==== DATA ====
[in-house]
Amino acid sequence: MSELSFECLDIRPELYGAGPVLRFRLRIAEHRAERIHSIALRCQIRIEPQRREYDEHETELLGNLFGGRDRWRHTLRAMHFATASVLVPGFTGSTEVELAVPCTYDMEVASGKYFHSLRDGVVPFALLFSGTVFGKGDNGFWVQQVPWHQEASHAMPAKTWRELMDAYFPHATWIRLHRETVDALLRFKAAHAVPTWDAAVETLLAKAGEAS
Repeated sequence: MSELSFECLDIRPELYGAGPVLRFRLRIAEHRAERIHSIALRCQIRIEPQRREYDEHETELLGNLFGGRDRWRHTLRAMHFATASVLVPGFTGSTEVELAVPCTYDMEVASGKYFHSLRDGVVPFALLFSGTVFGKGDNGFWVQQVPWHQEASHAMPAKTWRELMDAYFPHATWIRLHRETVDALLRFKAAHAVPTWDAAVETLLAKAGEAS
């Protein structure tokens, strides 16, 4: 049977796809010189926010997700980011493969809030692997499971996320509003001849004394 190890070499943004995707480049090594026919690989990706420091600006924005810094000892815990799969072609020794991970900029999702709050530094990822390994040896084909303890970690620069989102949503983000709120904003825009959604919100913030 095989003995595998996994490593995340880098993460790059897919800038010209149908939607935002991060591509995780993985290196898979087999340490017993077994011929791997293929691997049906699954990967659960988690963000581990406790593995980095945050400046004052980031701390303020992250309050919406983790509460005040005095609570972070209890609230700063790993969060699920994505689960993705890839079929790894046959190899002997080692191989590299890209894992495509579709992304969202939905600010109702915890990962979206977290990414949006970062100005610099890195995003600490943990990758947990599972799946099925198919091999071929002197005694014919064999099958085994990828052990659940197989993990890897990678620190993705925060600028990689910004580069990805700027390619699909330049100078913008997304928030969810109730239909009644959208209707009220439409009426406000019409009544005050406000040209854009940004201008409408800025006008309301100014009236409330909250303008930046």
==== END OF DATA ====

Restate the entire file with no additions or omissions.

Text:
[in-house]
Amino acid sequence: MSELSFECLDIRPELYGAGPVLRFRLRIAEHRAERIHSIALRCQIRIEPQRREYDEHETELLGNLFGGRDRWRHTLRAMHFATASVLVPGFTGSTEVELAVPCTYDMEVASGKYFHSLRDGVVPFALLFSGTVFGKGDNGFWVQQVPWHQEASHAMPAKTWRELMDAYFPHATWIRLHRETVDALLRFKAAHAVPTWDAAVETLLAKAGEAS
Repeated sequence: MSELSFECLDIRPELYGAGPVLRFRLRIAEHRAERIHSIALRCQIRIEPQRREYDEHETELLGNLFGGRDRWRHTLRAMHFATASVLVPGFTGSTEVELAVPCTYDMEVASGKYFHSLRDGVVPFALLFSGTVFGKGDNGFWVQQVPWHQEASHAMPAKTWRELMDAYFPHATWIRLHRETVDALLRFKAAHAVPTWDAAVETLLAKAGEAS
């Protein structure tokens, strides 16, 4: 049977796809010189926010997700980011493969809030692997499971996320509003001849004394 190890070499943004995707480049090594026919690989990706420091600006924005810094000892815990799969072609020794991970900029999702709050530094990822390994040896084909303890970690620069989102949503983000709120904003825009959604919100913030 095989003995595998996994490593995340880098993460790059897919800038010209149908939607935002991060591509995780993985290196898979087999340490017993077994011929791997293929691997049906699954990967659960988690963000581990406790593995980095945050400046004052980031701390303020992250309050919406983790509460005040005095609570972070209890609230700063790993969060699920994505689960993705890839079929790894046959190899002997080692191989590299890209894992495509579709992304969202939905600010109702915890990962979206977290990414949006970062100005610099890195995003600490943990990758947990599972799946099925198919091999071929002197005694014919064999099958085994990828052990659940197989993990890897990678620190993705925060600028990689910004580069990805700027390619699909330049100078913008997304928030969810109730239909009644959208209707009220439409009426406000019409009544005050406000040209854009940004201008409408800025006008309301100014009236409330909250303008930046």